Back in 2000, our country's financial picture was about as good as it could get. The budget was in surplus, unemployment was low, and the national debt was on pace to be paid off entirely by 2013. Al Gore and George W. Bush had very different ideas about what to do with this good fortune. Gore wanted to protect the surplus, reserve money for Social Security and continue paying down the national debt. Bush claimed the American people were entitled to a "refund" and called for massive tax cuts. Gore was mocked as a green-eye-shade fiscal scold and ridiculed for his idea to segregate the Social Security surplus in a "lockbox" that would no longer be tapped to pay for regular government business. Bush was largely given a pass by the media and those that raised a tepid concern were tsk tsked as engaging in "fuzzy math."
Bush's tax cuts, along with two wars and a prescription drug benefit were all put on the government's credit card, increasing both the debt and annual budget deficit while the economic collapse in 2008 exploded both to levels never seen before. It has taken all of President Obama's time in office to bring the deficit under control, but the debt continues to increase because the interest on it accumulates faster than we can pay it down and the budget is still in deficit, requiring us to continue borrowing, just at a lower amount.
Once Republicans took over the House of Representatives in 2011, the term "offset" came into vogue. The idea behind the offset is that any new spending, no matter how insignificant, should be "offset" by a cut somewhere else in the budget so as not to increase either the deficit or debt. Of course, this is laughable coming from a party that spent trillions on tax cuts and wars while their own man was in the White House, but even small bore initiatives that most people agree would provide a significant return on investment - things like infrastructure spending, universal pre-kindergarten, and two years of free community college - go nowhere.
So it is interesting to see how little coverage Jeb Bus's tax policy, announced last week, has garnered. Here is a plan that by his own economist's admission would add $1.2 trillion over 10 years and, is estimated by economist's not being paid by the Bush campaign to cost $3.4 trillion over ten years. Unsurprisingly, the vast majority of those benefits will accrue to the wealthiest Americans while offering crumbs for the rest of us. If this all sounds familiar, it should. This was tried in 1981 under Ronald Reagan and again in 2001 and 2003 by George W. Bush. It did not work either time. And not only did it not work, but each time, our deficit and debt soared.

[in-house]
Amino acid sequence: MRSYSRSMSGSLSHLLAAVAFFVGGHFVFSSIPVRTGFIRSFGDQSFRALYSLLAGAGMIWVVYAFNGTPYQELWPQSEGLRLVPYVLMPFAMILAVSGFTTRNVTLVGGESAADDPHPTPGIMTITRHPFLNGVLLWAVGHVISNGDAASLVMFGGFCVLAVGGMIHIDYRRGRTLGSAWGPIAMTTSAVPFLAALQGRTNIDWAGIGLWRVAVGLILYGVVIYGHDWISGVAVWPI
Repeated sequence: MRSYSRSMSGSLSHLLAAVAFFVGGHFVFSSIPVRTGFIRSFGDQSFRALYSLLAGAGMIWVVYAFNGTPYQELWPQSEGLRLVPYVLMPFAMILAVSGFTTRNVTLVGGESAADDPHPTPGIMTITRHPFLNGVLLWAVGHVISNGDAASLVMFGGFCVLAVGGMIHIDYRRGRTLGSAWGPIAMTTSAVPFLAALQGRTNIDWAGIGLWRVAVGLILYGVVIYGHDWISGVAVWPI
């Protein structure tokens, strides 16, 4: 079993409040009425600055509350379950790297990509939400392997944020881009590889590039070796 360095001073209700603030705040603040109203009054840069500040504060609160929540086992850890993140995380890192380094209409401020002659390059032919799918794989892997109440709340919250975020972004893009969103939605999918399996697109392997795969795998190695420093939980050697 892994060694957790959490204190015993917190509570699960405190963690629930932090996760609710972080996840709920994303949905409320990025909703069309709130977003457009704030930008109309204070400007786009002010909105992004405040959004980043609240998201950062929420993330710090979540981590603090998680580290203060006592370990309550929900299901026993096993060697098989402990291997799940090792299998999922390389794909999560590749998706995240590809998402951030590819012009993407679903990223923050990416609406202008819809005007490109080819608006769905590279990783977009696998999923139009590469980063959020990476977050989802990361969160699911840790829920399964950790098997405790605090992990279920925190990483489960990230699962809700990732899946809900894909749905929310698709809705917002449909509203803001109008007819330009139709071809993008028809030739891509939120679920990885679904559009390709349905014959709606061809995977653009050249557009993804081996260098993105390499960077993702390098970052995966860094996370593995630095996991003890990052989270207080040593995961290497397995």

You would think this type of fiscal irresponsibility would cause howls from the deficit reduction crowd on Capitol Hill. That the Republicans who think a $66 billion investment over 10 years (that's $6.6 billion a year, or less than what was spent in one month in Iraq) so every child can attend pre-kindergarten and $60 billion over 10 years so all young people could attend two years of community college free of charge are just a profligate waste of money are silent about a tax cut plan that would add trillions to our debt. In fact, even using Bush's economist's own numbers, we could pay for 100 years of pre-k and community college for the ten year cost of Bush's giveaway to the richest Americans who already own so much of our nation's wealth.
While there has been some media coverage along the margins, like many things in politics, the problem is in the proportionality of that coverage. Sure, some dork at Vox.com did a deep dive to discover, spoiler alert, that the rich would make out really well under Bush's plan, but the Beltway media is hurtling itself at Bush's feet because he wants to eliminate the so-called "carried interest" loophole without mentioning that would only generate $1.8 billion a year, or less than 1% of the yearly cost of his overall plan.
Unfortunately, we have seen this movie before. The media, which claims it wants substantive policy discussion, will totally ignore the Bush tax plan (it received no coverage on the Sunday talk shows and what coverage it may get in the next few days will pale in comparison to anything Donald Trump tweets or the results of the latest poll) and, in the increasingly unlikely event Bush gets the nomination, will devolve into a "one side claims this, the other side claims that" neutrality that will ignore the reality of prior experiments in massive tax cuts for the wealthy. If the old axiom is "fool me once, shame on you, fool me twice, shame on me," who do we blame if we are fooled a third time?
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